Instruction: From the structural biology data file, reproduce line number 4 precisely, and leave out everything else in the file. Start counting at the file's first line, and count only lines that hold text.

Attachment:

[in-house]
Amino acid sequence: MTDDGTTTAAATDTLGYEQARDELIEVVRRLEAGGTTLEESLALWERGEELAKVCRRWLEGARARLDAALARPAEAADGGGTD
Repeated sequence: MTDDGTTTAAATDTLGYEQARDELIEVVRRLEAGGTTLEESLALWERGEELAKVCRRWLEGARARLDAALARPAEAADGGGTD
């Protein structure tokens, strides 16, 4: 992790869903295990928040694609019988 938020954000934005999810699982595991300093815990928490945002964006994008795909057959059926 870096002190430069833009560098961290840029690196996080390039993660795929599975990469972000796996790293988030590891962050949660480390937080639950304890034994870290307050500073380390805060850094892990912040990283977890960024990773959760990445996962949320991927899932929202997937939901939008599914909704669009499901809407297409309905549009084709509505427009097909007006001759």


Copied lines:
């Protein structure tokens, strides 16, 4: 992790869903295990928040694609019988 938020954000934005999810699982595991300093815990928490945002964006994008795909057959059926 870096002190430069833009560098961290840029690196996080390039993660795929599975990469972000796996790293988030590891962050949660480390937080639950304890034994870290307050500073380390805060850094892990912040990283977890960024990773959760990445996962949320991927899932929202997937939901939008599914909704669009499901809407297409309905549009084709509505427009097909007006001759």